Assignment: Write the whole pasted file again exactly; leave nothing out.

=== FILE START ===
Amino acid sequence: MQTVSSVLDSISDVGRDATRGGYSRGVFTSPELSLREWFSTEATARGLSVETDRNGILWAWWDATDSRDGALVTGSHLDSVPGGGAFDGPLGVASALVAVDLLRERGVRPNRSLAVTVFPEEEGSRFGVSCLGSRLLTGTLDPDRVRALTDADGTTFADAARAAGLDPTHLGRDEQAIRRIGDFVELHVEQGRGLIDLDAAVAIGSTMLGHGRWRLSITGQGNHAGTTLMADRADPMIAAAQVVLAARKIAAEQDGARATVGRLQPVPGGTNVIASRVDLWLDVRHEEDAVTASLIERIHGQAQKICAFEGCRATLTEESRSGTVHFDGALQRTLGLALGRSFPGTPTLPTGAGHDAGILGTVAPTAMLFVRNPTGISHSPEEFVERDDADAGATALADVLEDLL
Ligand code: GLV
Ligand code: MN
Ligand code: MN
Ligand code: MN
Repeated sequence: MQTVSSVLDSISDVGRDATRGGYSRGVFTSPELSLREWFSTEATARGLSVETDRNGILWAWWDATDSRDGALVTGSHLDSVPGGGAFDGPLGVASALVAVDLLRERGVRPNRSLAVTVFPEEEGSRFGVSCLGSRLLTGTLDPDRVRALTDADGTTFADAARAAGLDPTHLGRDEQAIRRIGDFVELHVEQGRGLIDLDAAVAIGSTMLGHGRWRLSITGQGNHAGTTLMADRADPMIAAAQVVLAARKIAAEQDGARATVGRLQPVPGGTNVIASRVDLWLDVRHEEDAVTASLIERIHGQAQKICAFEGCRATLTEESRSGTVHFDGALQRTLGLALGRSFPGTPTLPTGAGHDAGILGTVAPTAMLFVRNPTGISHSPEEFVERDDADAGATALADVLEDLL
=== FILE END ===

Amino acid sequence: MQTVSSVLDSISDVGRDATRGGYSRGVFTSPELSLREWFSTEATARGLSVETDRNGILWAWWDATDSRDGALVTGSHLDSVPGGGAFDGPLGVASALVAVDLLRERGVRPNRSLAVTVFPEEEGSRFGVSCLGSRLLTGTLDPDRVRALTDADGTTFADAARAAGLDPTHLGRDEQAIRRIGDFVELHVEQGRGLIDLDAAVAIGSTMLGHGRWRLSITGQGNHAGTTLMADRADPMIAAAQVVLAARKIAAEQDGARATVGRLQPVPGGTNVIASRVDLWLDVRHEEDAVTASLIERIHGQAQKICAFEGCRATLTEESRSGTVHFDGALQRTLGLALGRSFPGTPTLPTGAGHDAGILGTVAPTAMLFVRNPTGISHSPEEFVERDDADAGATALADVLEDLL
Ligand code: GLV
Ligand code: MN
Ligand code: MN
Ligand code: MN
Repeated sequence: MQTVSSVLDSISDVGRDATRGGYSRGVFTSPELSLREWFSTEATARGLSVETDRNGILWAWWDATDSRDGALVTGSHLDSVPGGGAFDGPLGVASALVAVDLLRERGVRPNRSLAVTVFPEEEGSRFGVSCLGSRLLTGTLDPDRVRALTDADGTTFADAARAAGLDPTHLGRDEQAIRRIGDFVELHVEQGRGLIDLDAAVAIGSTMLGHGRWRLSITGQGNHAGTTLMADRADPMIAAAQVVLAARKIAAEQDGARATVGRLQPVPGGTNVIASRVDLWLDVRHEEDAVTASLIERIHGQAQKICAFEGCRATLTEESRSGTVHFDGALQRTLGLALGRSFPGTPTLPTGAGHDAGILGTVAPTAMLFVRNPTGISHSPEEFVERDDADAGATALADVLEDLL